Friday, January 9, 2009

Windmill-blade plant announces layoffs in Little Rock

The Morning News

Local News for Northwest Arkansas


Windmill blade maker announces Little Rock layoffs

By James Jefferson
THE MORNING NEWS
LITTLE ROCK -- In a sign the economic crisis could calm Arkansas' soaring wind energy industry, the first of three planned windmill blade manufacturers to begin production in the state announced Tuesday it would lay off more than 150 workers.

LM Glasfiber experienced rapid growth last year but said business has slowed as developers find it harder to finance projects because of the national credit crunch.

The Danish firm announced plans for its Arkansas operations in July 2007, predicting its work force would grow to more than 1,100 within five years. Tuesday's announcement came less than a year into production.

The company said it would keep more than 350 employees in Little Rock. That includes about 60 who will transfer from a plant that is closing -- originally a training facility -- to the main plant at the Little Rock port. The transfer is in preparation for round-the-clock operations in Little Rock and is expected to be complete within 60 days.

"We remain strongly committed to our North American operations, including our new regional headquarters in Little Rock," said Randy Fox, vice president and general manager of North America operations.

Fox said as recently as three months ago the company was hiring 60 to 70 workers a month in anticipation of projects that have since been scaled back or canceled. He said the announced layoffs were permanent and did not rule out further job cuts.

"We hope this is it. We don't want to go at this piecemeal," Fox said. "In this environment, two or three months is a long time. If things change, we'll have to react accordingly."

Just last month, Gov. Mike Beebe hinted Arkansas was in line for a fourth windmill manufacturing operation.

Besides LM Glasfiber, Polymarin Composites USA Ltd. plans to begin operations in Little Rock this year along with Wind Water Technology, making windmill blades and turbines. Those operations comprise a $20 million investment and a projected work force of 800 employees. Also, Nordex USA Inc. announced in October plans for a $100 million wind turbine plant in Jonesboro that is expected to employ 700 people.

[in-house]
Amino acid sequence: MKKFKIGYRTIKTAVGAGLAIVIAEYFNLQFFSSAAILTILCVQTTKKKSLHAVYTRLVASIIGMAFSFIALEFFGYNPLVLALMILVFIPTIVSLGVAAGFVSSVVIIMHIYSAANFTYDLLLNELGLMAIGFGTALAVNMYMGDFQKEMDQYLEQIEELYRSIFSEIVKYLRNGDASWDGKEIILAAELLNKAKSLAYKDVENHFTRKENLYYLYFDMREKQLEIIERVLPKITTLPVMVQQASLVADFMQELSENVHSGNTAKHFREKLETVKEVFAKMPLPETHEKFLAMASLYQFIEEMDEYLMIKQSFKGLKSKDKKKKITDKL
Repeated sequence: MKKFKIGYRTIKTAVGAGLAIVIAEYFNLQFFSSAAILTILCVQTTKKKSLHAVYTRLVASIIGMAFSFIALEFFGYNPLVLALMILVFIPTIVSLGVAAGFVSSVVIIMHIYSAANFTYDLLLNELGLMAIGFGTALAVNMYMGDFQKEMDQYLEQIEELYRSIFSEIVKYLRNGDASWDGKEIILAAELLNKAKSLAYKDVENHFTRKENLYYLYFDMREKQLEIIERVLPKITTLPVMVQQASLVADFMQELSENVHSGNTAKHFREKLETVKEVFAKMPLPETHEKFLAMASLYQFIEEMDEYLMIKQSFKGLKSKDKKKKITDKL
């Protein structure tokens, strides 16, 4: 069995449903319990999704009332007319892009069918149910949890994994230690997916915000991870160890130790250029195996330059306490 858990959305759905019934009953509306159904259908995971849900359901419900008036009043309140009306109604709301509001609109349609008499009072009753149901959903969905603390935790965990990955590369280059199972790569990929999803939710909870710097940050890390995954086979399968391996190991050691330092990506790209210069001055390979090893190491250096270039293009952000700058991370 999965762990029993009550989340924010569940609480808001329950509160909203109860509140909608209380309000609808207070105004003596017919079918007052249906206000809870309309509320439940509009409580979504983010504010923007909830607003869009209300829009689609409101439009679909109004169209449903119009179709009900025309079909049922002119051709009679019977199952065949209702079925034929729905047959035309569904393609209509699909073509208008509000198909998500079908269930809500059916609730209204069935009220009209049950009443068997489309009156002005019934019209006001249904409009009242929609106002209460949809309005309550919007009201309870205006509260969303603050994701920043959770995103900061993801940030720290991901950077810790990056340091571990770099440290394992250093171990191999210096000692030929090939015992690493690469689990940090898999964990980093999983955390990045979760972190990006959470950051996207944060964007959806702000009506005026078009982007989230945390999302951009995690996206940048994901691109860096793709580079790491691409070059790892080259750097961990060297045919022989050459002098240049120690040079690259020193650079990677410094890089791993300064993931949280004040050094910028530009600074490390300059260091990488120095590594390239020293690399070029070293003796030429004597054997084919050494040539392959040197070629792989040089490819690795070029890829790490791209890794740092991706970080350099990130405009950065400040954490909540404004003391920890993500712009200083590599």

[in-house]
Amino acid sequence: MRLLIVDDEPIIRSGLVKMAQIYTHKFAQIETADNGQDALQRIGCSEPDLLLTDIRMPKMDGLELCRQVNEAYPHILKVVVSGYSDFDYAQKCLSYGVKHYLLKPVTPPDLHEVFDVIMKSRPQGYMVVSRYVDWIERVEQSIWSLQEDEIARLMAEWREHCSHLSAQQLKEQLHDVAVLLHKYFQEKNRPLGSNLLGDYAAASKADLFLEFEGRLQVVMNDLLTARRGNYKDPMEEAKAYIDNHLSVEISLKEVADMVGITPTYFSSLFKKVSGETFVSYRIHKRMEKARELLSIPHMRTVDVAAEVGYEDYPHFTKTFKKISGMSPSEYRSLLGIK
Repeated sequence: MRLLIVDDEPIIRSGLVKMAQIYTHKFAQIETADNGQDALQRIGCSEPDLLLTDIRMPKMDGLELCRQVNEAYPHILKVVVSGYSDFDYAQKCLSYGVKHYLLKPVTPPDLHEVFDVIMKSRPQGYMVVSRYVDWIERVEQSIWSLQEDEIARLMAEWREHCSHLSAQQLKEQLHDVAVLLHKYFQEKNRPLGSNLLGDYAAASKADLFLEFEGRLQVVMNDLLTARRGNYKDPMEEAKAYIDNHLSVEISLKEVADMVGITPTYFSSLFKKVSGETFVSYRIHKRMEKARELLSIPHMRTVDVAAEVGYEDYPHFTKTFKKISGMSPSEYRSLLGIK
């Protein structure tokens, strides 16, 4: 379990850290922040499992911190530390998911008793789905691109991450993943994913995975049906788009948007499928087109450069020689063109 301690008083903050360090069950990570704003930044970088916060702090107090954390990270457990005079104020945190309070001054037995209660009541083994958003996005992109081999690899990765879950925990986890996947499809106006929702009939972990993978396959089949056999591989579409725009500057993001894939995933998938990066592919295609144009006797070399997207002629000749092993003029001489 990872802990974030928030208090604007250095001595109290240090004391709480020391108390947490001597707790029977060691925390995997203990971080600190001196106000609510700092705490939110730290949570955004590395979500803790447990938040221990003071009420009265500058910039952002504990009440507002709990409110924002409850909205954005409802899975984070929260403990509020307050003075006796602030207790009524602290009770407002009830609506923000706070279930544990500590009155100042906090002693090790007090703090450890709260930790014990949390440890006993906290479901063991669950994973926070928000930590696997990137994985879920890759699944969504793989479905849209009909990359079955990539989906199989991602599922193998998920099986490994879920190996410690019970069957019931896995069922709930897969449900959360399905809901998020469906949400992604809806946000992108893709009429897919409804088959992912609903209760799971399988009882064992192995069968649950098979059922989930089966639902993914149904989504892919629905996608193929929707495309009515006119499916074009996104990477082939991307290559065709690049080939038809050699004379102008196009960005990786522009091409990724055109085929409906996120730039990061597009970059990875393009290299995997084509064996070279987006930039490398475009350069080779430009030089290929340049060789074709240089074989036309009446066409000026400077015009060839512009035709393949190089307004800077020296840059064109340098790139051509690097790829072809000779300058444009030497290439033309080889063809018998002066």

But a Beebe spokesman acknowledged Monday the administration was aware of rumblings of possible trouble in the industry.

North Dakota wind tower manufacturer DMI Industries announced layoffs Sunday six months after publicizing plans for a major expansion. The company cited significantly lower than expected production demands for 2009.

"We've been hearing, even before (the DMI) announcement, that the wind industry is seeing some slowdown with the rest of the economy," Beebe spokesman Matt DeCample said Monday. "We don't know what the extent of the impact in Arkansas will be."

Beebe suggested Tuesday that LM Glasfiber's announcement was not surprising considering the economy and the company's rapid growth in Arkansas.

"They had ramped up faster than we had even anticipated, and by cutting back the 150 they're probably still on about the same course," the governor said. "But it's a reflection on the national economy."

Beebe said at their last meeting the nation's governors decried Congress' failure to extend the federal wind energy credit.

"What that does is, that creates uncertainty in those markets. It creates an uncertainty in that whole investment area. And when you do that, you're sending a mixed message," he said.

Fox said LM Glasfiber is confident growth will return, though he added "the time between ending this credit crisis and getting back to sustained growth -- you'd need a crystal ball to say how long that's going to be."

Frank Epps, president of Polymarin parent company EWT Americas, said Tuesday the company pushed back hiring of senior management in Little Rock during the fourth quarter of last year, in part because of the souring economy.

That hiring is taking place only now, which Epps said could push back the rollout of the first blades manufactured in Arkansas by several months this year.

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